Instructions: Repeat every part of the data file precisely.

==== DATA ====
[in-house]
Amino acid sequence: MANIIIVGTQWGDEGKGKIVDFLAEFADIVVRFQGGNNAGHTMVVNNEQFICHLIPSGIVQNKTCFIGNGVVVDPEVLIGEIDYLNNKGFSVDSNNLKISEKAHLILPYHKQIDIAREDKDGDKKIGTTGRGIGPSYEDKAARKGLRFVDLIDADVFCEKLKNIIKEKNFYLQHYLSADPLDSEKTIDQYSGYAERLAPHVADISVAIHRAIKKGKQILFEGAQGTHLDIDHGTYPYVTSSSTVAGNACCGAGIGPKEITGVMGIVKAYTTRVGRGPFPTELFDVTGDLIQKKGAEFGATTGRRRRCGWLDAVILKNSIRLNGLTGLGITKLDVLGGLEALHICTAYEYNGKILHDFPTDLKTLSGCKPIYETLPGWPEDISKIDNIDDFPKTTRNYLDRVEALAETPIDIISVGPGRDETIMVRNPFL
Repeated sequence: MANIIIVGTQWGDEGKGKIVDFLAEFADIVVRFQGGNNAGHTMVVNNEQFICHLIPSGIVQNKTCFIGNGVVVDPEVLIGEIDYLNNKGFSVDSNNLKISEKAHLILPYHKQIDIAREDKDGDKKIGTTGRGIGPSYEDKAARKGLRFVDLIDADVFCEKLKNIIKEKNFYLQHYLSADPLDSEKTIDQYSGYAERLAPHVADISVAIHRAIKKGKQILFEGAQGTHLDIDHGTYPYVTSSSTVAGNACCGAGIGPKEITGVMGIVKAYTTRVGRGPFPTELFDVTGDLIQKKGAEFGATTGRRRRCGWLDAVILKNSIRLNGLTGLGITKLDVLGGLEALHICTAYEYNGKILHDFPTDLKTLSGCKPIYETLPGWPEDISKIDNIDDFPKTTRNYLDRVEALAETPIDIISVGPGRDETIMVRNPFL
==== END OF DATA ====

[in-house]
Amino acid sequence: MANIIIVGTQWGDEGKGKIVDFLAEFADIVVRFQGGNNAGHTMVVNNEQFICHLIPSGIVQNKTCFIGNGVVVDPEVLIGEIDYLNNKGFSVDSNNLKISEKAHLILPYHKQIDIAREDKDGDKKIGTTGRGIGPSYEDKAARKGLRFVDLIDADVFCEKLKNIIKEKNFYLQHYLSADPLDSEKTIDQYSGYAERLAPHVADISVAIHRAIKKGKQILFEGAQGTHLDIDHGTYPYVTSSSTVAGNACCGAGIGPKEITGVMGIVKAYTTRVGRGPFPTELFDVTGDLIQKKGAEFGATTGRRRRCGWLDAVILKNSIRLNGLTGLGITKLDVLGGLEALHICTAYEYNGKILHDFPTDLKTLSGCKPIYETLPGWPEDISKIDNIDDFPKTTRNYLDRVEALAETPIDIISVGPGRDETIMVRNPFL
Repeated sequence: MANIIIVGTQWGDEGKGKIVDFLAEFADIVVRFQGGNNAGHTMVVNNEQFICHLIPSGIVQNKTCFIGNGVVVDPEVLIGEIDYLNNKGFSVDSNNLKISEKAHLILPYHKQIDIAREDKDGDKKIGTTGRGIGPSYEDKAARKGLRFVDLIDADVFCEKLKNIIKEKNFYLQHYLSADPLDSEKTIDQYSGYAERLAPHVADISVAIHRAIKKGKQILFEGAQGTHLDIDHGTYPYVTSSSTVAGNACCGAGIGPKEITGVMGIVKAYTTRVGRGPFPTELFDVTGDLIQKKGAEFGATTGRRRRCGWLDAVILKNSIRLNGLTGLGITKLDVLGGLEALHICTAYEYNGKILHDFPTDLKTLSGCKPIYETLPGWPEDISKIDNIDDFPKTTRNYLDRVEALAETPIDIISVGPGRDETIMVRNPFL